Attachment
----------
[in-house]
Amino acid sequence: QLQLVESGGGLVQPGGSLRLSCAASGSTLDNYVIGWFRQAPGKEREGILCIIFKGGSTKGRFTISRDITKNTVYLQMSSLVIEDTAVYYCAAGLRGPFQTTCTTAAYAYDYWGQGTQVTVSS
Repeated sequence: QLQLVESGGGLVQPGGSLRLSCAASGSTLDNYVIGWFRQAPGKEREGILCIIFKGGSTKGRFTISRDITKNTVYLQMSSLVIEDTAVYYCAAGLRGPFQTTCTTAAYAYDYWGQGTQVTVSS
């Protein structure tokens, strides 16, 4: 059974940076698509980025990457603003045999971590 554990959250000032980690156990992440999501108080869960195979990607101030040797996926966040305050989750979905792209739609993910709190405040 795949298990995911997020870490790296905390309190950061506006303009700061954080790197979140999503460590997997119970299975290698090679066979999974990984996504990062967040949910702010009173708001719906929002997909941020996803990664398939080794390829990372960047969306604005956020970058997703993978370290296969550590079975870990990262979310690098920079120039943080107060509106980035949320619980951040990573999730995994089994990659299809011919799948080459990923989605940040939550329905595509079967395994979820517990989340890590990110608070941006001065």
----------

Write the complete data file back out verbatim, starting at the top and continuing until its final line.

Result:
[in-house]
Amino acid sequence: QLQLVESGGGLVQPGGSLRLSCAASGSTLDNYVIGWFRQAPGKEREGILCIIFKGGSTKGRFTISRDITKNTVYLQMSSLVIEDTAVYYCAAGLRGPFQTTCTTAAYAYDYWGQGTQVTVSS
Repeated sequence: QLQLVESGGGLVQPGGSLRLSCAASGSTLDNYVIGWFRQAPGKEREGILCIIFKGGSTKGRFTISRDITKNTVYLQMSSLVIEDTAVYYCAAGLRGPFQTTCTTAAYAYDYWGQGTQVTVSS
């Protein structure tokens, strides 16, 4: 059974940076698509980025990457603003045999971590 554990959250000032980690156990992440999501108080869960195979990607101030040797996926966040305050989750979905792209739609993910709190405040 795949298990995911997020870490790296905390309190950061506006303009700061954080790197979140999503460590997997119970299975290698090679066979999974990984996504990062967040949910702010009173708001719906929002997909941020996803990664398939080794390829990372960047969306604005956020970058997703993978370290296969550590079975870990990262979310690098920079120039943080107060509106980035949320619980951040990573999730995994089994990659299809011919799948080459990923989605940040939550329905595509079967395994979820517990989340890590990110608070941006001065």